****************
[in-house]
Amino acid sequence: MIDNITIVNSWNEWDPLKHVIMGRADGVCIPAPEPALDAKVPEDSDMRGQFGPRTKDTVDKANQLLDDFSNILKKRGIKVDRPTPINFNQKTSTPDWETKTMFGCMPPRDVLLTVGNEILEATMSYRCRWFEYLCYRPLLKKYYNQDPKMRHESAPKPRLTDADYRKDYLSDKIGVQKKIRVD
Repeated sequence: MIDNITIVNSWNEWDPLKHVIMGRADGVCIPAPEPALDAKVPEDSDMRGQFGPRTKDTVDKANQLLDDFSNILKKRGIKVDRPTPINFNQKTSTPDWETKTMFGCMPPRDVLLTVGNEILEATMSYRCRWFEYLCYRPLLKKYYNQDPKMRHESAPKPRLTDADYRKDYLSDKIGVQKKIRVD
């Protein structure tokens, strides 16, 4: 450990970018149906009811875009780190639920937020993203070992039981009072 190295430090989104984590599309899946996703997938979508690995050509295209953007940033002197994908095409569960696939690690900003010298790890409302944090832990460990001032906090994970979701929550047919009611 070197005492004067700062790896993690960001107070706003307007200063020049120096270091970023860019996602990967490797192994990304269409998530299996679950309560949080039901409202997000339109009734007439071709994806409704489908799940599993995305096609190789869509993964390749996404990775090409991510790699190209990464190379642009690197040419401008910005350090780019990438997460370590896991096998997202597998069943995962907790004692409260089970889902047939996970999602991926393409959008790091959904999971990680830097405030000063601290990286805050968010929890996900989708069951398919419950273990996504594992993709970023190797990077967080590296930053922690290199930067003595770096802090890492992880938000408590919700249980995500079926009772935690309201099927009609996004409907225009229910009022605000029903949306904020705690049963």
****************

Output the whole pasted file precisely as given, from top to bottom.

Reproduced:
[in-house]
Amino acid sequence: MIDNITIVNSWNEWDPLKHVIMGRADGVCIPAPEPALDAKVPEDSDMRGQFGPRTKDTVDKANQLLDDFSNILKKRGIKVDRPTPINFNQKTSTPDWETKTMFGCMPPRDVLLTVGNEILEATMSYRCRWFEYLCYRPLLKKYYNQDPKMRHESAPKPRLTDADYRKDYLSDKIGVQKKIRVD
Repeated sequence: MIDNITIVNSWNEWDPLKHVIMGRADGVCIPAPEPALDAKVPEDSDMRGQFGPRTKDTVDKANQLLDDFSNILKKRGIKVDRPTPINFNQKTSTPDWETKTMFGCMPPRDVLLTVGNEILEATMSYRCRWFEYLCYRPLLKKYYNQDPKMRHESAPKPRLTDADYRKDYLSDKIGVQKKIRVD
């Protein structure tokens, strides 16, 4: 450990970018149906009811875009780190639920937020993203070992039981009072 190295430090989104984590599309899946996703997938979508690995050509295209953007940033002197994908095409569960696939690690900003010298790890409302944090832990460990001032906090994970979701929550047919009611 070197005492004067700062790896993690960001107070706003307007200063020049120096270091970023860019996602990967490797192994990304269409998530299996679950309560949080039901409202997000339109009734007439071709994806409704489908799940599993995305096609190789869509993964390749996404990775090409991510790699190209990464190379642009690197040419401008910005350090780019990438997460370590896991096998997202597998069943995962907790004692409260089970889902047939996970999602991926393409959008790091959904999971990680830097405030000063601290990286805050968010929890996900989708069951398919419950273990996504594992993709970023190797990077967080590296930053922690290199930067003595770096802090890492992880938000408590919700249980995500079926009772935690309201099927009609996004409907225009229910009022605000029903949306904020705690049963």